Come Diwali, many state governments start demanding extension of ban on Chinese firecrackers, which are cheaper and more polluting than those manufactured in India. This time the clamour to regulate sale of Chinese firecrackers
has grown, with some political parties demanding the ban of sale of other Chinese goods in the country.
But, despite this, markets in Delhi are flooded with Chinese firecrackers, which arrive months before Diwali
and are distributed to the wholesalers. The authorities only wake up to the menace a few days before the festival. A senior customs officer says most of these products illegally enter into India through the porous border of Nepal. “It is difficult to check each and every consignment," the officer adds.
In state capitals, the authorities have failed to check the sale of such firecrackers as it was never their priority and they don’t have adequate manpower to swoop down on traders and sellers on the day of Diwali, when the firecracker sale is the highest. "During Diwali, the national capital is on the highest terror alert. So obviously our priorities are different,” says a Delhi policemen. Also, it is no hidden fact that the traders please the authorities with cash and gifts to look in a different direction.
For traders, the margin is better with Chinese crackers. Also, the fireworks are a hit among consumers as they make more noise and attain good heights in the sky because of high content of potassium chlorate, a hazardous chemical that can explode spontaneously. Indian crackers are manufactured with the use of potassium nitrate and aluminium powder, which is three time more expensive than potassium chlorate. The lobby of Indian manufactures too has put pressure on the government to take action against sellers of Chinese products as the market size of these products is anywhere between Rs 250 crore and Rs 500 crore.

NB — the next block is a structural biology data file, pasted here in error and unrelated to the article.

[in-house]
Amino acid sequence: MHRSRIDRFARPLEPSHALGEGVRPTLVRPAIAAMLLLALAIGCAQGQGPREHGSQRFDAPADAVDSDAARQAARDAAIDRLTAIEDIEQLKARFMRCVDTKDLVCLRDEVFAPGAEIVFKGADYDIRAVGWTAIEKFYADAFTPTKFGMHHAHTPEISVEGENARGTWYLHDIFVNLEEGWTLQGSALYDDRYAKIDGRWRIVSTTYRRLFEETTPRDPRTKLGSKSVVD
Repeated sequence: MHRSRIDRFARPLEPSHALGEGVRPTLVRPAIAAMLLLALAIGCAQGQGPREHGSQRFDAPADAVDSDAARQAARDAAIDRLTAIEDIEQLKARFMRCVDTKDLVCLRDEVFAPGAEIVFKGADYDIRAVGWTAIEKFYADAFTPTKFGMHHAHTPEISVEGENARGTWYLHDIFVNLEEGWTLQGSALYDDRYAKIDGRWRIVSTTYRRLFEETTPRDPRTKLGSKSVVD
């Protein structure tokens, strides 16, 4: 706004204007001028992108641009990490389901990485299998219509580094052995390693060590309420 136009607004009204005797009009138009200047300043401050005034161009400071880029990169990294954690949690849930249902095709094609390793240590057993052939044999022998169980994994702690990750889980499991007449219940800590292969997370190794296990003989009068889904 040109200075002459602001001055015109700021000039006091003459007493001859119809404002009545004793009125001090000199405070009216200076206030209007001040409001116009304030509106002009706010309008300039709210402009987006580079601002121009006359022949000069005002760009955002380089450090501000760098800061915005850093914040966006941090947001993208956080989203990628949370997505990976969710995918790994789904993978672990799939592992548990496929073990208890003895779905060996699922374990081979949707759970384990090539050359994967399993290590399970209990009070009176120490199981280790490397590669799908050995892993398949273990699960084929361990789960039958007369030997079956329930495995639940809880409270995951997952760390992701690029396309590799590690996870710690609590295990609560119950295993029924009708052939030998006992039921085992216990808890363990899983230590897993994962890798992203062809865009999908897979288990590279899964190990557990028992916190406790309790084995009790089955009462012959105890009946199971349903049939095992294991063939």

However, the previous crackdown has not shown much result in post-Diwali
pollution. Last year, the pollution level was 23 times higher than the safe limit in the national capital. Some reports suggest that air quality post Diwali
2015 was worse than 2014.
At the national level, experts warn against the growing clamour to boycott Chinese products. According to an analysis by IndiaSpend, India’s export to China has fallen from $18 billion in 2011-12, to $9 billion in 2015-16, where as India’s import from China has grown five per cent each year in the past five years. It was $55.3 billion in 2011-12 and rose to $61.7 billion in 2015-16.
It means India buys six times more than it sells to China. If India stops importing from China, then the cost of products such as mobile phones, fertilisers, laptops, solar cells, LEDs, heavy power and telecom equipment will go up substantially and directly hit the consumers.